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Waste Heat Converted to Electricity Using New Alloy Ni45Co5Mn40Sn10

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posted on Jun, 23 2011 @ 11:19 AM
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ScienceDaily (June 22, 2011) — University of Minnesota engineering researchers in the College of Science and Engineering have recently discovered a new alloy material that converts heat directly into electricity. This revolutionary energy conversion method is in the early stages of development, but it could have wide-sweeping impact on creating environmentally friendly electricity from waste heat sources.

read the fulll story here

During a small-scale demonstration in a University of Minnesota lab, the new material created by the researchers begins as a non-magnetic material, then suddenly becomes strongly magnetic when the temperature is raised a small amount. When this happens, the material absorbs heat and spontaneously produces electricity in a surrounding coil. Some of this heat energy is lost in a process called hysteresis. A critical discovery of the team is a systematic way to minimize hysteresis in phase transformations.

Watch that happen in this very short vid


anyway this one thing has the potential to change everything when it comes to how we produce energy... Cant wait to see if big oil shuts them down or embraces a new idea???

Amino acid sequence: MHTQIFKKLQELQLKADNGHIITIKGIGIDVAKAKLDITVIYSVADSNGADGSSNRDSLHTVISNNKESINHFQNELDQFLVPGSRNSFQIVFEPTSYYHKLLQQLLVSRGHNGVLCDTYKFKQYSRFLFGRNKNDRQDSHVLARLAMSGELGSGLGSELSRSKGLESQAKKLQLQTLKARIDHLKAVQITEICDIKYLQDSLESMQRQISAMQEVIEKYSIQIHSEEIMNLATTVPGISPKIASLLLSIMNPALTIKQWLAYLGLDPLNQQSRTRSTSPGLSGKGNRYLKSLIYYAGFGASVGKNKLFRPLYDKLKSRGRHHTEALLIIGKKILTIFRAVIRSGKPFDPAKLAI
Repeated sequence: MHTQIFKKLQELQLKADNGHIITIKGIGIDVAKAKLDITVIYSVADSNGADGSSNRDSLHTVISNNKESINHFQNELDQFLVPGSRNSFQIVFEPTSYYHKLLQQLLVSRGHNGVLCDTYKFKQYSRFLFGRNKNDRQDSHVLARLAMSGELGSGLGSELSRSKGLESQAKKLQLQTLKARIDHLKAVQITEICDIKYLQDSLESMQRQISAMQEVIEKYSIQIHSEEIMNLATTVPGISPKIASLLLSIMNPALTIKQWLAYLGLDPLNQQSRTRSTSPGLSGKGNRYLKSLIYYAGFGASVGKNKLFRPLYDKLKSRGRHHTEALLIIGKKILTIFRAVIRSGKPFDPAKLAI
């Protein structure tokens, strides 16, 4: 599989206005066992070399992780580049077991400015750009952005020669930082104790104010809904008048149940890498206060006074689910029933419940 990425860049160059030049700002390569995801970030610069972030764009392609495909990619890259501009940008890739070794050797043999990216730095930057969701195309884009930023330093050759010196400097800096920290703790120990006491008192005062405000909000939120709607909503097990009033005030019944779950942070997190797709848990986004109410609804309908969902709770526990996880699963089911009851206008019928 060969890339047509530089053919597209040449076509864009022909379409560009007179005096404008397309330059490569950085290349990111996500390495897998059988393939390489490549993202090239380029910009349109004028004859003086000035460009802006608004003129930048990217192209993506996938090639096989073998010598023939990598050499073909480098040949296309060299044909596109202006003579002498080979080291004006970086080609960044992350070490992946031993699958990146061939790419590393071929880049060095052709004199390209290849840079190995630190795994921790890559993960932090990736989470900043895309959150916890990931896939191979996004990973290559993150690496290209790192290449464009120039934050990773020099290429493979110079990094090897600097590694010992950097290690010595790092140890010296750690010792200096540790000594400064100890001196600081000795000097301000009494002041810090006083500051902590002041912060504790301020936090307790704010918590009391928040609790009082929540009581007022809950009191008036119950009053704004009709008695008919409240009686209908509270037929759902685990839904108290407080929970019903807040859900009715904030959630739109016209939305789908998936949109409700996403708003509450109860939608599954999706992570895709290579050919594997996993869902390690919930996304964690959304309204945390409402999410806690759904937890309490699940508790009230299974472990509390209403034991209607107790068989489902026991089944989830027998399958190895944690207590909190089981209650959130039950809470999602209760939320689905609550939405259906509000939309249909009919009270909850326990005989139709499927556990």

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posted on Jun, 24 2011 @ 04:57 PM
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I wonder how much energy is required to produce the stuff and if it loses efficiency over time.

On a grander scale, this might be useful in cogeneration type scenarios. More than half the energy produced by fossil fuel power generation is lost as heat. It would be nice to reel some of that back!



posted on Jun, 25 2011 @ 09:50 AM
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reply to post by OZtracized
 


Even on a much smaller scale...
thank about connecting one to your wood stove and having enough energy to run a small fan to disperse the heat. or what about mounting one above the cook stove maybe creating enough energy to power LED lights to cook by...

it doesn't have to be on a large scale... but we do need new ideas for even the simplest things right?



posted on Jun, 27 2011 @ 05:43 AM
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reply to post by DaddyBare
 


Very true. It just goes to show how broadly this technology could be applied!

I work with Diesel generators every day as an Electrician and I see just how much heat is blatantly wasted so that was my first thought. Also, we don't really have fireplaces/stoves etc here so that point really re-enforces my prior point.

Heat is the most abundant source of energy on this planet yet the most inefficiently used. In many ways, electricity is quite the opposite. The implications of this kind of technology are far more exciting than biodiesel, ethanol, solar etc.

Why am I telling you this?........... Obviously you get it!




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